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by Megan Stals
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How to invest in ETFs in Australia

Exchange-traded funds (ETFs) are becoming a more enticing method for investors to affordably and conveniently diversify their portfolios. Investing in the share market can be a suitable method for securing your financial future, and many new investors will learn how to buy ETFs using an online brokerage account or investing platform like Stake.

This article focuses on how to buy ETFs in Australia, however, it is not a recommendation to invest in them and should not be taken as financial advice. Do your own research and make your own decisions, or even consider getting advice from a licensed financial adviser before investing.

Here’s where you can get started:

What is an exchange-traded fund?

They’re an investment vehicle from an ETF provider that uses funds directly from investors to purchase individual stocks, bonds and other securities that track the performance of indices and asset classes. 

In essence, you could consider an ETF to be a pooled investment security that passively tracks the performance of a particular index or commodity. However, there are a growing number of actively managed ETFs that have a manager investing in securities in an effort to outperform the underlying index.

While exchange-traded funds appear to operate in a similar capacity to mutual funds, they are not quite the same. One of the fundamental differences is you can buy and sell ETFs as shares on a stock market such as the Australian Securities Exchange (ASX) or Nasdaq.

🎓 Learn more: Exchange-traded funds: What they are and how they work?

ETF investing has become a popular topic of conversation among investors of all experience levels as a means of diversifying simply and affordably.

A growing world of investors

The growing popularity could also be correlated with a growing number of retail investors who want to gain an easy entry point to the markets, an immediately diversified portfolio and a low-cost alternative to purchasing the underlying assets individually.

Growth potential

Another attractive statistic that’s often associated with investing in ETFs can be found by examining the historical returns of some of the more actively traded passive ETFs such as the Vanguard Australian Shares Index ETF ($VAS) or the S&P 500 Vanguard ETF ($VOO). While yearly fluctuations are to be expected when tracking large markets, the long-term investing habits have seen 10-year positive returns for both securities.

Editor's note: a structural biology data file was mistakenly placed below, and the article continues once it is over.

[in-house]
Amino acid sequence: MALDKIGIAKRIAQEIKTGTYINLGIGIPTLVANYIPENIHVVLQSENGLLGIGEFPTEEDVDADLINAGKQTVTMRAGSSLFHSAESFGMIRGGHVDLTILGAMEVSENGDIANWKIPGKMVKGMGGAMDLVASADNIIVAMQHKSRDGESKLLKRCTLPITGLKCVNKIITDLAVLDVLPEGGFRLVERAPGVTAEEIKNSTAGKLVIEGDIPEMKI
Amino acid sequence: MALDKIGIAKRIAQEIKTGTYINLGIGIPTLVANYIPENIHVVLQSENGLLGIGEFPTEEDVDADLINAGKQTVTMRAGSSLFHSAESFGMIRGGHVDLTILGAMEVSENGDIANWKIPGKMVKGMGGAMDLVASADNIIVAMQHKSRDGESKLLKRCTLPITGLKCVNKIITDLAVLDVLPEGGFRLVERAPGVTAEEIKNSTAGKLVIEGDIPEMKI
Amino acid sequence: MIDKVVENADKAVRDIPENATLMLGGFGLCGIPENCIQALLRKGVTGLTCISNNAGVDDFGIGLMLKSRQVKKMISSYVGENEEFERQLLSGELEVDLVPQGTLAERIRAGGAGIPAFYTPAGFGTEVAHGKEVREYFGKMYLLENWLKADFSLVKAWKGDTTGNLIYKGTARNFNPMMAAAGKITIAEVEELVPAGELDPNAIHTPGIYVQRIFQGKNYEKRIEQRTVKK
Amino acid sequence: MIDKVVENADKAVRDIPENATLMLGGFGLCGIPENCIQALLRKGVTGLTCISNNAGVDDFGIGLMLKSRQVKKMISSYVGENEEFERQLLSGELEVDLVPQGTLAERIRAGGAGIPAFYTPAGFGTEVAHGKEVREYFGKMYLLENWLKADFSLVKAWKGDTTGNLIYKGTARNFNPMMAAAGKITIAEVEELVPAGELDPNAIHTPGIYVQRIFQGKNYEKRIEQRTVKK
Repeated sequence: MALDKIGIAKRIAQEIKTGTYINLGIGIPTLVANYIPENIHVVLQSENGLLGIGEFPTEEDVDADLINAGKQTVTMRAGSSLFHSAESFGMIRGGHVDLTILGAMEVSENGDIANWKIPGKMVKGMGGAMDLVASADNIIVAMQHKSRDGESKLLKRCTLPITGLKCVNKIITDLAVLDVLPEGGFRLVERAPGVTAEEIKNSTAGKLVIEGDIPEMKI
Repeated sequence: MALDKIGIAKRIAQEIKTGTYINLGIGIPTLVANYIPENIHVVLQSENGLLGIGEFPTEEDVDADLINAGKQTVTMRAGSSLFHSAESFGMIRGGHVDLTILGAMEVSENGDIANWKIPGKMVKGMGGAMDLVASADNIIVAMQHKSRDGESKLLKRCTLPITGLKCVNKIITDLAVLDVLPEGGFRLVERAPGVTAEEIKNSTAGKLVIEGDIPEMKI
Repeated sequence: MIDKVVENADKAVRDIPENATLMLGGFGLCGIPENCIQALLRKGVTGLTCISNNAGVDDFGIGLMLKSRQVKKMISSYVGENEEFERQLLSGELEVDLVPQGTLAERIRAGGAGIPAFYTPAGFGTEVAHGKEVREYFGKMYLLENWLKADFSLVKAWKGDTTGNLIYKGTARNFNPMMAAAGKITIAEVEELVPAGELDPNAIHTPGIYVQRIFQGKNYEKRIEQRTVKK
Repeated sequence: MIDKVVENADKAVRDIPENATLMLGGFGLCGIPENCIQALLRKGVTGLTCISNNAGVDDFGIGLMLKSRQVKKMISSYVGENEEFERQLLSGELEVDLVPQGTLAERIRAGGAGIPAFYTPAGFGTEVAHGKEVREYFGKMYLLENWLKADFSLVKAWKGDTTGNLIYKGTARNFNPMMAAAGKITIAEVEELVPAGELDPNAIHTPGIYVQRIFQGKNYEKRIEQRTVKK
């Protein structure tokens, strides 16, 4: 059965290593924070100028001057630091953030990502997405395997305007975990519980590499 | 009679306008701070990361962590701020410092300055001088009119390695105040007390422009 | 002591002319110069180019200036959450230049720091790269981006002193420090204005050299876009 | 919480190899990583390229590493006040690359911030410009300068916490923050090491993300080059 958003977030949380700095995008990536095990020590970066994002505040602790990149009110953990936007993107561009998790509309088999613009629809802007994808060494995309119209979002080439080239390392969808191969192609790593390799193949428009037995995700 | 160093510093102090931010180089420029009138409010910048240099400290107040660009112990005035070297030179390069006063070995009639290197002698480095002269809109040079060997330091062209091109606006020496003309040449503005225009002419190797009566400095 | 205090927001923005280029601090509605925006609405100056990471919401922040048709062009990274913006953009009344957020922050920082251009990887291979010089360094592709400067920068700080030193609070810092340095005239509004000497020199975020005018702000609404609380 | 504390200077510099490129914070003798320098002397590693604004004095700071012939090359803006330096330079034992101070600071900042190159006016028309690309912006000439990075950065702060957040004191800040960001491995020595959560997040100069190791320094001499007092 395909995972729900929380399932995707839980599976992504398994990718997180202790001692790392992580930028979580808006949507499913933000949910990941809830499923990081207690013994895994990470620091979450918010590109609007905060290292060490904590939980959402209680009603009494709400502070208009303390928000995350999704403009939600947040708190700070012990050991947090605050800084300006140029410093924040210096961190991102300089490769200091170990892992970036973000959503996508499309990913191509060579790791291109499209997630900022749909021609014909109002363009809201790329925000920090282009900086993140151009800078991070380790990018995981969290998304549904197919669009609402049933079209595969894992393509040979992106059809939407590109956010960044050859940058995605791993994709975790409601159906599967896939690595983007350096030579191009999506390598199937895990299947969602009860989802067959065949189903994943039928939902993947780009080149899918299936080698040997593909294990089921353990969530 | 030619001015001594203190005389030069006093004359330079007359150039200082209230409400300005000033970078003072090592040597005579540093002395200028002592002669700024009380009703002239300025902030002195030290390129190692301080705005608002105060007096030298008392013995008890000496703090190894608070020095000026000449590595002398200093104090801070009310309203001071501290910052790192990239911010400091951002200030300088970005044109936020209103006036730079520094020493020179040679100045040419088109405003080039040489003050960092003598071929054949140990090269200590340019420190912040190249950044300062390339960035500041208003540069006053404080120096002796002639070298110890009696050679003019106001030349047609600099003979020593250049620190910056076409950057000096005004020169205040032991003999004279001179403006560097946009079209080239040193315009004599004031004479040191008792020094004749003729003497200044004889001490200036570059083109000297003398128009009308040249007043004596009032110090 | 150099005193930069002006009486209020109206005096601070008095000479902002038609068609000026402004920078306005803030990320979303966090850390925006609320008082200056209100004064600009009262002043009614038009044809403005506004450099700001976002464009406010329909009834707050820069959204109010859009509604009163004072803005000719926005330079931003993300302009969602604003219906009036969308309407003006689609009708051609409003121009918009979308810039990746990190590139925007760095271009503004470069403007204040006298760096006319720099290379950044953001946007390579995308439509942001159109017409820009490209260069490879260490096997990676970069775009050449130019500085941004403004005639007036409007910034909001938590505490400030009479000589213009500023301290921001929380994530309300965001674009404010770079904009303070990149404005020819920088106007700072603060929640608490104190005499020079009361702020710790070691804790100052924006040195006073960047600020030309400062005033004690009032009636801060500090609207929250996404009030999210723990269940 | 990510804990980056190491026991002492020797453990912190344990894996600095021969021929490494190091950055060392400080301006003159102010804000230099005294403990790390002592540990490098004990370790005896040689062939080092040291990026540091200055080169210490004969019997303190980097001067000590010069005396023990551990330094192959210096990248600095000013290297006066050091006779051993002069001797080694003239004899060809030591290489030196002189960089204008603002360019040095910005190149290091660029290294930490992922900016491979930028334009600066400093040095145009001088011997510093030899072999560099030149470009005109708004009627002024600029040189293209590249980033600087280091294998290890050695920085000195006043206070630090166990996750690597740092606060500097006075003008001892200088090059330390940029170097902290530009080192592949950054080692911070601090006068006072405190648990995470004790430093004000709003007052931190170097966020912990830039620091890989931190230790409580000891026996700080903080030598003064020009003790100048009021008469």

Accessibility

Access to the markets through approachable and convenient investing platforms has empowered professional and beginner investors to easily buy and sell ETFs, shares and other securities. In fact, many investing platforms have adopted mobile-friendly applications that strengthen the compatibility of investing with modern day-to-day life.

A wider range of options 

In the years since exchange-traded funds first became available, investor demand for these instruments has grown. In fact, further calls for variety have inspired different types of exchange-traded funds to be created that involve more nuanced and particular segments of the stock market. 

There’s a growing number of investable options alongside traditional index ETFs that provide exposure to specific themes or trends in the stock market. Investors can now invest directly in government bond ETFs, hard-to-access assets like crude oil with synthetic ETFs or even the tracking of foreign currencies with commodity ETFs, to name a few.

With more specificity, comes a higher risk of volatility, so it’s always recommended that research is conducted before any major investment.

Actively managed funds 

While many traditional ETFs typically aim to match or track an underlying index passively, there is a growing trend of funds that hire a fund manager or portfolio manager to invest money in order to beat an underlying index’s performance.

The increase in actively managed ETFs – particularly in the realm of thematic and sector ETFs – has allowed more engaged observers to invest in niche and sector-specific ETFs that align with their passions, from artificial intelligence to corn prices.

Due to their ever-changing nature and potentially niche investment focus, active ETFs could incur higher management fees and be more susceptible to volatility.

💡Related: Discover what ETFs Aussie investors are buying and holding

How to start investing in ETFs

If you’re ready to start investing in ETFs you’ll need to open a brokerage account with an online broker or investment platform which involves the following:

  1. Find an investing platform
  2. Sign up for an account with your chosen platform
  3. Research and determine the ETF that complements your strategy and goals
  4. Fund your investing account and place an order on the exchange-traded fund you chose